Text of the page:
State Senator Donald DeWitte (R-St. Charles) joined fire officials and a bipartisan coalition of legislators at the Capitol Wednesday to call for the passage of legislation to help alleviate the critical shortage of volunteer fire and EMS workers in Illinois.
Modeled after legislation passed in New York, Senate Bill 3027 would provide a $500 state income tax credit for volunteer emergency workers who earn less than $10,000 in stipends for their service to the fire department. The legislation passed the Senate unanimously, but a vote has been put off in the House.
“There is a public safety crisis going on throughout the state, with the number of emergency calls to fire departments tripling (the majority of which are for EMS) and the number of volunteer emergency workers plummeting. This reflects a nationwide shortage of volunteers, contributing factors which include: the aging population of volunteers, increased training requirements, and newer policies, which prohibit full-time firefighters from volunteering in their own communities,” explained Highland Fire Chief Kerry Federer.
“Passage of this legislation to provide some relief for these volunteers is long overdue,” said Chief Senate Sponsor Christopher Belt (D-Swansea). “With 70% of the state covered by volunteer departments, we have to think of the billions they save us our State, which would otherwise have to be made up with property taxes.”
“Many fire officials have complained of day shifts with only the chief and no firefighters. Just recently, one of our fire chiefs responded to a 100-unit apartment fire, which under NFPA standards, would require 30 firefighters, yet only five firefighters were available! This ongoing daily crisis not only puts the safety of the public at risk, but our firefighters as well,” explained Margaret Vaughn, Government Affairs Director for the Illinois Firefighters Association.
“Since my first day in office, I have proudly stood with our police, fire, and medic personnel because our first responders put their lives on the line every day for our health and safety,” said State Representative Lance Yednock (D-Ottawa), Chief House sponsor of SB 3027. “This proposed income tax credit is one way we can show our thanks to the thousands of volunteers who step up and leave their jobs and families to fight fires and respond to emergency calls, often when literally no one else is around to do it. I thank them for their service and hope we can move this forward to continue to provide emergency response in our communities.”
“With the critical shortage of volunteers and the amount of taxpayer dollars they save us, we can’t afford NOT to pass this legislation, which will help encourage recruitment and retention who serve our communities selflessly,” said Rep. Tom Bennett (R-Gibson City), a longtime advocate of such legislation.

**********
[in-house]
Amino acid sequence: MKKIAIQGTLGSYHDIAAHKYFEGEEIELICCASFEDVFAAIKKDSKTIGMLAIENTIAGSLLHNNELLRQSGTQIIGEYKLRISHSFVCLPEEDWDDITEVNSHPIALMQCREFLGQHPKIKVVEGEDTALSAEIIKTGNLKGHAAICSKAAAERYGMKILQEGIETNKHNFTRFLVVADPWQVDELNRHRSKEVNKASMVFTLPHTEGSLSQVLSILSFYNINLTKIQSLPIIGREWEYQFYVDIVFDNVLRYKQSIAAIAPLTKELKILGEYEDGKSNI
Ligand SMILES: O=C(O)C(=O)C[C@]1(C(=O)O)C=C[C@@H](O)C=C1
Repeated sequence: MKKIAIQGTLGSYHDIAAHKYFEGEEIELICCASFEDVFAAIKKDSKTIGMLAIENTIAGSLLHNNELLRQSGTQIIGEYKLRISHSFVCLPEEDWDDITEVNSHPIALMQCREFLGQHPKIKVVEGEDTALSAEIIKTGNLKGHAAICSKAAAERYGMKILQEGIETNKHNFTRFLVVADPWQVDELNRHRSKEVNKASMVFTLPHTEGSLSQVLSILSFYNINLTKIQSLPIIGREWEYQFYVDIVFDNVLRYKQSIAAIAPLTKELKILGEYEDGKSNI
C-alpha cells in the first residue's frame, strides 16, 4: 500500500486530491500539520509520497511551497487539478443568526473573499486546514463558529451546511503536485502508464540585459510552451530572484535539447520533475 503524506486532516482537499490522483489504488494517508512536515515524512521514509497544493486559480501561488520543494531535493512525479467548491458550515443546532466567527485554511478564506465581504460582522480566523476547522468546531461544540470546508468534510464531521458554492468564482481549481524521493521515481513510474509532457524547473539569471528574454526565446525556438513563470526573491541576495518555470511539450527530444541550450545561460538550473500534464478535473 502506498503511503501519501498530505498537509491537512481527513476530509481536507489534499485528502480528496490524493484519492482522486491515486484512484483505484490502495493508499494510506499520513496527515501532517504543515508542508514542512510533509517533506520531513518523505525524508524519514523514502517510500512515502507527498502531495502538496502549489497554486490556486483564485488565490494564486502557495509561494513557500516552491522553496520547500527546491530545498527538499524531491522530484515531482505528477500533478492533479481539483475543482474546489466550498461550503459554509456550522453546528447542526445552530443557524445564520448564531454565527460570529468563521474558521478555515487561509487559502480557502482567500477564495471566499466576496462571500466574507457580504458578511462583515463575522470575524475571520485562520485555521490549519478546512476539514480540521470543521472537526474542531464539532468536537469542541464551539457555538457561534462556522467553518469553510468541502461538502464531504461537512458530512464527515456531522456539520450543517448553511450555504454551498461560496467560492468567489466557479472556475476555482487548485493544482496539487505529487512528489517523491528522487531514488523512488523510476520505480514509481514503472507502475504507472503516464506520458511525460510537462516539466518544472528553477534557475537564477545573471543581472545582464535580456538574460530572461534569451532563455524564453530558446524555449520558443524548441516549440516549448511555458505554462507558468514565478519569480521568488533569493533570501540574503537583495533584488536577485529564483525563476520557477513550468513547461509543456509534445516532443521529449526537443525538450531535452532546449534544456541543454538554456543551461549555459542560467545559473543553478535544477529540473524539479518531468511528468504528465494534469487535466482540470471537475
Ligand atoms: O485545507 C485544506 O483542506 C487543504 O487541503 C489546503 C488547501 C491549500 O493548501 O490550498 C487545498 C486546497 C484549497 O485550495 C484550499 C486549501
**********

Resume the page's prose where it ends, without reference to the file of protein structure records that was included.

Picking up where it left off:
“People’s lives have changed, and volunteer department numbers are down,” said State Senator Neil Anderson (R-Rock Island), who serves as a professional firefighter in the Quad Cities. “If we can find a way to attract more volunteer emergency workers with a little incentive, it is something this small that could play a big role in saving someone’s home or their livelihoods. My hope is this bill will help increase and maintain retention rates for volunteer departments who already see greater challenges because of less resources. They deserve this kind of support.”
“Many smaller and more rural communities in west-central Illinois rely on volunteer firefighters, EMS personnel and paramedics,” said State Senator Jil Tracy (R-Quincy). “This legislation offers these volunteer emergency workers a $500 income tax credit as a token of our appreciation. We are inspired and thankful for their courage and selfless dedication to protect their fellow residents.”
“While most people run from fire, these volunteer firefighters run toward danger in their efforts to keep their friends and neighbors safe. Many do this heroic work with little or no compensation,” said State Senator Donald DeWitte (R-St. Charles). “This tax credit is a small yet meaningful way we can show our appreciation while helping to drive new qualified applicants to this important field of work.”
“The message we want to get out today is two-fold: first there is a dire need for this legislation to pass; and secondly, we want to encourage people to consider becoming a volunteer fire or EMS worker and make a major difference in the lives of their community. Not all departments are totally volunteer, and some compensate per call while others provide stipends or reimbursement for expenses,” explained Illinois Firefighters Association Legislative Chair Kevin Schott.